Keeping up with THRICE
By
J. Gordon
4/11/2006 12:18:07 AM

"I don’t think people know where we’re coming from—I don’t expect them to—but I don’t think we’ll ever give in to the pressure of writing for anyone else but ourselves. "

Thrice has gone through quite a transformation over the last few years. From their math-infused punk beginnings, to what some might call radio-friendly emo, the band is headlining major festivals, receiving critical acclaim—and also getting major disses from the hardcore scene and original fans. We climbed aboard their tour bus at the 2006 Taste of Chaos tour, sat down with bass player Eddie Breckenridge, and put some of the harder questions to him.

“It’s a weird tour. It’s like a festival, except inside,” Eddie says of Taste of Chaos. He turns down the volume on the TV (Hulk Hogan on a VH-1 special). We chat about the severe Midwestern storms, and then we get down to business. Yes, it's a pretty weird mix for Thrice, and their sound, against the rest of the bill, is looking more and more like that old Sesame Street song, “One of these things is not like the other.”

“We’re playing with a lot of different bands, so the crowd isn’t a majority of our kids,” Eddie admits. “That’s always a good thing. But it’s different.”

It definitely is different from past Taste of Chaos tours, which seem to be getting harder and more ‘scream-o’ with each passing year, in contrast to 2006’s co-headliner, Thrice. And we get the feeling, from Eddie’s quiet, melancholy tone and comments, that he and the band have been beat up a little by both the press and the fans.

“We kind of come from that scene originally,” he says. “Although we never really sounded so much like that. When we started, we were playing with the more hardcore, heavier bands. But it’s cool. There’s a few people in every crowd that can listen to our music and it will pull their ear in a different direction. And there are obviously some that don’t really like stuff that doesn’t have screaming. That’s fine.” His affirmations after each statement feel like he’s trying to talk himself into believing it. One’s heart breaks for him.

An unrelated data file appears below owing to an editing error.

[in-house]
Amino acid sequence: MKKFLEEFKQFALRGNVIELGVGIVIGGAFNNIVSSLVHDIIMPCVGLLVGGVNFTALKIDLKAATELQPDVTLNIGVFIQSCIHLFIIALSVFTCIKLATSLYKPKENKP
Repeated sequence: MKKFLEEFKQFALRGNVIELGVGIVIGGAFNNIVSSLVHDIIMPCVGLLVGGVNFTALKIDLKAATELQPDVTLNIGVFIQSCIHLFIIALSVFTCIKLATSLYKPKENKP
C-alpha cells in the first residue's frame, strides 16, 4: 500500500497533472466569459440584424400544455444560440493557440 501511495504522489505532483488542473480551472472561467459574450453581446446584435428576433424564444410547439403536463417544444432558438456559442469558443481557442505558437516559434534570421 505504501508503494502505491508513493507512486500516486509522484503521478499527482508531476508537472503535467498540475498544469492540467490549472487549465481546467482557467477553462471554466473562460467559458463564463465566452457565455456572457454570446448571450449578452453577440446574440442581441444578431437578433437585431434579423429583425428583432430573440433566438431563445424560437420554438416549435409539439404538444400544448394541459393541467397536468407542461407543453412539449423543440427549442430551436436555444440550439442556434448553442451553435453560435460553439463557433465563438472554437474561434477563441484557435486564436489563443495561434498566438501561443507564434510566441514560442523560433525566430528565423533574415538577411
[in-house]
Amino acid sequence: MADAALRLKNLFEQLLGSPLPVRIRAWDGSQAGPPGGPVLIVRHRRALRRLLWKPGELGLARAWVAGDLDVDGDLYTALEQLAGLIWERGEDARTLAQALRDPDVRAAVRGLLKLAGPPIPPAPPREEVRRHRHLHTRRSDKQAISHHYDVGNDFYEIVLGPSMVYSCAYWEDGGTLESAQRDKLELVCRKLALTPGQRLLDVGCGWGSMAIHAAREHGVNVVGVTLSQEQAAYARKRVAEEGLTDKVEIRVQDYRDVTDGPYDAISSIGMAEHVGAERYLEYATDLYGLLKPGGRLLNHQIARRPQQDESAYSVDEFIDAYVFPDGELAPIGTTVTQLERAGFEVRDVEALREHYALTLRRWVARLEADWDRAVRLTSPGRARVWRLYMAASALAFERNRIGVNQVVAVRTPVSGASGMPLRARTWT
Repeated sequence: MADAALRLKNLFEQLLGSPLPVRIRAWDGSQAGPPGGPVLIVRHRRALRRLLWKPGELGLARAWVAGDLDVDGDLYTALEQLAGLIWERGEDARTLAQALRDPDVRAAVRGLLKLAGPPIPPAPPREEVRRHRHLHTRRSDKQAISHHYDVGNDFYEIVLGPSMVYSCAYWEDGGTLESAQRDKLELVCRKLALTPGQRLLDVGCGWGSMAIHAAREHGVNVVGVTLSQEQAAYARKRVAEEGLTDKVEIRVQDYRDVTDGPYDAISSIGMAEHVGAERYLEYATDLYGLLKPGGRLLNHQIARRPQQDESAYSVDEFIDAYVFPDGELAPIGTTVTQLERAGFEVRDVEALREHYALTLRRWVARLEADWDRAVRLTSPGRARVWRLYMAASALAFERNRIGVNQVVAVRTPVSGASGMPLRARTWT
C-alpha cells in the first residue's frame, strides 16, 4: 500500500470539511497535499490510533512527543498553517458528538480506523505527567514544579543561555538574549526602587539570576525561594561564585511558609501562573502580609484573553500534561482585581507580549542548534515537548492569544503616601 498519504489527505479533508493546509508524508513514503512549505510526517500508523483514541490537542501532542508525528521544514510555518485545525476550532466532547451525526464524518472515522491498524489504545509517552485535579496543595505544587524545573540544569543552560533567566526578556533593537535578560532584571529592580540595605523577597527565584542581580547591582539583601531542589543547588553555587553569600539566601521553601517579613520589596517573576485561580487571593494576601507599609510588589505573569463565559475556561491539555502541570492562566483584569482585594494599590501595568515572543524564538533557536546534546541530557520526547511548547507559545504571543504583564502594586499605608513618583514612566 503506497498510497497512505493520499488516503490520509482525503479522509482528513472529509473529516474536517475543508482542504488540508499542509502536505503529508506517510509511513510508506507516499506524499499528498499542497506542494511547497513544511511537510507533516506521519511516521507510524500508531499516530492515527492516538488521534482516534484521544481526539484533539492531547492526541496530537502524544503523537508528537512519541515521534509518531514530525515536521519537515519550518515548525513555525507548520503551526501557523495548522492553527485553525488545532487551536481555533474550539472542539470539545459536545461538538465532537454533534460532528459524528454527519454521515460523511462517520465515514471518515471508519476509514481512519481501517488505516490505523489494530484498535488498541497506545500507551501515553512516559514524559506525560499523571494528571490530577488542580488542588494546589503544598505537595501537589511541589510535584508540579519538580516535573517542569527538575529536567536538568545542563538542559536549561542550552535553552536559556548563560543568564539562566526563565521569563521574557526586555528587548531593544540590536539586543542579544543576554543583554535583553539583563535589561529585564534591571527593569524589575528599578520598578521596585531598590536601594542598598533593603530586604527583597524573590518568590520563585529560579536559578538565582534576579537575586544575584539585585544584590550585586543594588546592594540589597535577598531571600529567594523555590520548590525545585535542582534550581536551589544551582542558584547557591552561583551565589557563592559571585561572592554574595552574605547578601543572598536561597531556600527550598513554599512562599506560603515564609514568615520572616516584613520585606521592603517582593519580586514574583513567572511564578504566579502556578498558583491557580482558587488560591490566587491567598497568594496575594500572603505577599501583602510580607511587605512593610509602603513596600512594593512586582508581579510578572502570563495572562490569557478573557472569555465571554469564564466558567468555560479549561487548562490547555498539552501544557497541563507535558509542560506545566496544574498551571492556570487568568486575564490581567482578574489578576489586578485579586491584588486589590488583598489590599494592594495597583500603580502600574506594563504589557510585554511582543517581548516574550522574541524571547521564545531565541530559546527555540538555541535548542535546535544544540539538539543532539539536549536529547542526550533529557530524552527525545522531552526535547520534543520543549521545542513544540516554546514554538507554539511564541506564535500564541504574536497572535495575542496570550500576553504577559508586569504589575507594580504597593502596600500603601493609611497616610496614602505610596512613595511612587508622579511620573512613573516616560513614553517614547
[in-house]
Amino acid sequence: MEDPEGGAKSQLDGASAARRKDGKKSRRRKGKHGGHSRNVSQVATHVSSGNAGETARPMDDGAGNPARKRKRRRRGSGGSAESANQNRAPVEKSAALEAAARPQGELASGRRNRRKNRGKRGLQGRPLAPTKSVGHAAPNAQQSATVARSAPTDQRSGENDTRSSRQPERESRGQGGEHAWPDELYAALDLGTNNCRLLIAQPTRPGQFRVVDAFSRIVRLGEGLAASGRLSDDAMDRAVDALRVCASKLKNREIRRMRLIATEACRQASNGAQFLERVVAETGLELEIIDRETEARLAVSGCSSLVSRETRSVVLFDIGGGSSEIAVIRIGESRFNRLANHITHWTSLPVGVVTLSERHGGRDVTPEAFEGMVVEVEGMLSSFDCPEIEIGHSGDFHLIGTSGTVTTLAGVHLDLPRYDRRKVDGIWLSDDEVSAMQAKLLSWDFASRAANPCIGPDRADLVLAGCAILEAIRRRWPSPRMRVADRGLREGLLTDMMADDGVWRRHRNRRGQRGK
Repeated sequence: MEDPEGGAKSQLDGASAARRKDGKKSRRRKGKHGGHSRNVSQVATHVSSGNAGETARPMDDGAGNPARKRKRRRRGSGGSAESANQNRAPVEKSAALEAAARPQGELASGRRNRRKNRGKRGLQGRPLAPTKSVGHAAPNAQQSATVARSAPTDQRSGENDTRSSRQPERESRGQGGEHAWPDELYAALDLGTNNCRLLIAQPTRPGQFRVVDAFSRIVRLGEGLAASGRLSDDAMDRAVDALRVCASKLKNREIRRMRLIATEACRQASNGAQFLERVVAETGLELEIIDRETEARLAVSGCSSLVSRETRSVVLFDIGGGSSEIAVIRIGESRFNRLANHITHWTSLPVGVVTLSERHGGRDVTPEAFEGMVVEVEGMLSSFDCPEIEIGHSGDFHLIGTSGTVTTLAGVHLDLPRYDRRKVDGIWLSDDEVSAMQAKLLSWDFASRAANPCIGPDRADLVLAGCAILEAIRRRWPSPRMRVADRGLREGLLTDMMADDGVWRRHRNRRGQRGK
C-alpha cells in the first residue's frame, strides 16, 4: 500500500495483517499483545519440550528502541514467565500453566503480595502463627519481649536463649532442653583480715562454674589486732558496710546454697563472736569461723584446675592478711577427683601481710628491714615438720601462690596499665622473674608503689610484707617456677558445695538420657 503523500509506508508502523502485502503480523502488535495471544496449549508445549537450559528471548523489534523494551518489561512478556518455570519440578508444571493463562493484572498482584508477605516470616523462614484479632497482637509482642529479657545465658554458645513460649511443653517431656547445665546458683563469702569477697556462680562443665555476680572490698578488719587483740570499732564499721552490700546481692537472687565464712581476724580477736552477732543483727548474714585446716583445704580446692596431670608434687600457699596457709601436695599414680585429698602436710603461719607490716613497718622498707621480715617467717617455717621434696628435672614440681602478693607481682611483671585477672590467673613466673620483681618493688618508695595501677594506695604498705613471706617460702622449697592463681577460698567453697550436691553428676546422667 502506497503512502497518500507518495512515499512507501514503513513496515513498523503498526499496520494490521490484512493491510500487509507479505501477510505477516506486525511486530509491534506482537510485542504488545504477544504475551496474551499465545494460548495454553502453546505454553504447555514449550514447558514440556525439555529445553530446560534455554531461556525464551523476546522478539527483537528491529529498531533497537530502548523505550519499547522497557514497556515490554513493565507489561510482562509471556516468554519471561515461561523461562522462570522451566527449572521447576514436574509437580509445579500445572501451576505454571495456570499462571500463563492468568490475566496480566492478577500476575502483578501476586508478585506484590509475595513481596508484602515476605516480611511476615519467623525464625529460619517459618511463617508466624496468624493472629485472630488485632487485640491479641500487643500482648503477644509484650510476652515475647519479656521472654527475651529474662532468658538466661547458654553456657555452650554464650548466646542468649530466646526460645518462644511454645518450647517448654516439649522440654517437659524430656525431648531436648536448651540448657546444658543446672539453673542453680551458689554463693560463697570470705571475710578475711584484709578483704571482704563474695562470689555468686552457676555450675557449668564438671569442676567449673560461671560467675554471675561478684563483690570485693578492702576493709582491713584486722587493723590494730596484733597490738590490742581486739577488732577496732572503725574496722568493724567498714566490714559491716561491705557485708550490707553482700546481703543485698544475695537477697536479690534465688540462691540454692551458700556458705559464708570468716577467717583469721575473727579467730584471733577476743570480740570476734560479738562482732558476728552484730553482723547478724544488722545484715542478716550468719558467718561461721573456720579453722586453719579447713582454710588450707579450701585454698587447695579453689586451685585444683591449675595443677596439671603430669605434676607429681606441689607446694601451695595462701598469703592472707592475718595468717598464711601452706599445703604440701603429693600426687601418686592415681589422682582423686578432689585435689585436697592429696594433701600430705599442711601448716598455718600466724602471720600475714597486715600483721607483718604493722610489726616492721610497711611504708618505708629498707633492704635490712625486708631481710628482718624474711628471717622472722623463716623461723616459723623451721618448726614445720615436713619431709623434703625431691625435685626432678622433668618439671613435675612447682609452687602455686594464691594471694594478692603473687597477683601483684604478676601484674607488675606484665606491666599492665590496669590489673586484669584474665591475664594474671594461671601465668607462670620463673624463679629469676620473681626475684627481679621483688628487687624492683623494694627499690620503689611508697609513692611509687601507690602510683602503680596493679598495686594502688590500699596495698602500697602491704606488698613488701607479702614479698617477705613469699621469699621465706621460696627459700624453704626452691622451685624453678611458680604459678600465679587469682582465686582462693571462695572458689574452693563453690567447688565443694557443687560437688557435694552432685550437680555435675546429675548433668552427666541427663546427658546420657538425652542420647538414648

So was it a conscious choice for Thrice to make the switch to more accessible, dare we say, radio-friendly music?

“No, it wasn’t conscious,” says Eddie. “It was just us getting educated.”

He says that they learned a lot touring with and talking to other bands. “You know, your ear changes as you grow. When we started the band, most of us were in high school, listening to a lot of punk rock and hardcore stuff. I grew up listening to metal, and had those influences. Over time, I started listening to different bands from all different genres. We’ve always appreciated all music, but maybe didn’t recognize that our band had the capability to play stuff with that dynamic. Our new record [Vheissu, Island Records] could be influenced by anybody from Pink Floyd to a newer band, like Isis or Coldplay. Even Talk Talk.”

So, are you telling me that the Taste of Chaos kids are not open to all this genre-crossing?

“Well, it’s different [for them]. Especially the new album. It takes a certain ear to appreciate and understand where we’re coming from. Not everyone understands the heavy element, and not everyone understands the more melodic elements. Especially the quieter, softer stuff. So, mixing them together, [the ones who appreciate it are] a select group of people.”

One might suspect that part of the resistance to the new Thrice might in part be due to the lyrics, which are heavy on morality and faith in God. But taking a look around, tons of hardcore bands are doing that right now: UnderOath, and Taste of Chaos tour-mates, As I Lay Dying…just to name a couple. Does Thrice have a particular religious message they’re trying to get across?

“I can’t really answer that because it’s coming from our singer, Dustin [Kensrue],” says Eddie. “I know that he has his belief. I know he tries his hardest not to have specifics, to be ambiguous about it and have things that all people can share.”

Is there anything atheists can get from Thrice?

“Oh, I hope so! Not all the people in our band believe. I can’t say for everybody, but that’s definitely not the motivation in our music.”